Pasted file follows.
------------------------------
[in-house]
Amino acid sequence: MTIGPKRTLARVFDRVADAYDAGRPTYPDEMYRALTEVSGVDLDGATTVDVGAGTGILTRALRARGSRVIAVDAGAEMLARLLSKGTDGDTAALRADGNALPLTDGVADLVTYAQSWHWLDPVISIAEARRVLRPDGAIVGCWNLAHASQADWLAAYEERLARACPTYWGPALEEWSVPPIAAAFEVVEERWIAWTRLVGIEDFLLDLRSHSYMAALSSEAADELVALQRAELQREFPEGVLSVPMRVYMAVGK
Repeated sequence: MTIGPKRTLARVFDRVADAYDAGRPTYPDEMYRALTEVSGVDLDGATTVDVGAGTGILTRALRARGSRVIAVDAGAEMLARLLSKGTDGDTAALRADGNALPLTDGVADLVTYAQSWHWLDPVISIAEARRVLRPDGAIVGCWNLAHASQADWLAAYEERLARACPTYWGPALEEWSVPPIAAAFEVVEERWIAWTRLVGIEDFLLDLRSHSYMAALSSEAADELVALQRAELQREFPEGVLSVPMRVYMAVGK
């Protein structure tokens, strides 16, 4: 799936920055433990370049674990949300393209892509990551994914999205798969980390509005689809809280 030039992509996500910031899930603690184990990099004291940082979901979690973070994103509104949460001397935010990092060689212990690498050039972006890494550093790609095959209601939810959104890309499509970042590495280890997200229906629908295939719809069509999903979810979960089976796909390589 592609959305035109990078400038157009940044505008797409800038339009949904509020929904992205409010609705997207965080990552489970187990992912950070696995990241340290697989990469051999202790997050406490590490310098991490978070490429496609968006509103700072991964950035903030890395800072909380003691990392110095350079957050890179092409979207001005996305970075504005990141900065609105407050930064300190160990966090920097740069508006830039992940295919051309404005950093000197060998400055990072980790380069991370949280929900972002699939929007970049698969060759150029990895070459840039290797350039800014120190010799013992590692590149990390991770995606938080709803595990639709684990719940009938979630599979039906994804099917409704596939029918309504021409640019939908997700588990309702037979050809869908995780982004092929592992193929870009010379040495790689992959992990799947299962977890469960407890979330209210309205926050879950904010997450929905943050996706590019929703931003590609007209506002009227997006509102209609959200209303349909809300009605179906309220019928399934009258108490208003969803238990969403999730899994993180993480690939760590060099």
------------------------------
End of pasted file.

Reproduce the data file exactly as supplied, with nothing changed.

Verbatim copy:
[in-house]
Amino acid sequence: MTIGPKRTLARVFDRVADAYDAGRPTYPDEMYRALTEVSGVDLDGATTVDVGAGTGILTRALRARGSRVIAVDAGAEMLARLLSKGTDGDTAALRADGNALPLTDGVADLVTYAQSWHWLDPVISIAEARRVLRPDGAIVGCWNLAHASQADWLAAYEERLARACPTYWGPALEEWSVPPIAAAFEVVEERWIAWTRLVGIEDFLLDLRSHSYMAALSSEAADELVALQRAELQREFPEGVLSVPMRVYMAVGK
Repeated sequence: MTIGPKRTLARVFDRVADAYDAGRPTYPDEMYRALTEVSGVDLDGATTVDVGAGTGILTRALRARGSRVIAVDAGAEMLARLLSKGTDGDTAALRADGNALPLTDGVADLVTYAQSWHWLDPVISIAEARRVLRPDGAIVGCWNLAHASQADWLAAYEERLARACPTYWGPALEEWSVPPIAAAFEVVEERWIAWTRLVGIEDFLLDLRSHSYMAALSSEAADELVALQRAELQREFPEGVLSVPMRVYMAVGK
């Protein structure tokens, strides 16, 4: 799936920055433990370049674990949300393209892509990551994914999205798969980390509005689809809280 030039992509996500910031899930603690184990990099004291940082979901979690973070994103509104949460001397935010990092060689212990690498050039972006890494550093790609095959209601939810959104890309499509970042590495280890997200229906629908295939719809069509999903979810979960089976796909390589 592609959305035109990078400038157009940044505008797409800038339009949904509020929904992205409010609705997207965080990552489970187990992912950070696995990241340290697989990469051999202790997050406490590490310098991490978070490429496609968006509103700072991964950035903030890395800072909380003691990392110095350079957050890179092409979207001005996305970075504005990141900065609105407050930064300190160990966090920097740069508006830039992940295919051309404005950093000197060998400055990072980790380069991370949280929900972002699939929007970049698969060759150029990895070459840039290797350039800014120190010799013992590692590149990390991770995606938080709803595990639709684990719940009938979630599979039906994804099917409704596939029918309504021409640019939908997700588990309702037979050809869908995780982004092929592992193929870009010379040495790689992959992990799947299962977890469960407890979330209210309205926050879950904010997450929905943050996706590019929703931003590609007209506002009227997006509102209609959200209303349909809300009605179906309220019928399934009258108490208003969803238990969403999730899994993180993480690939760590060099």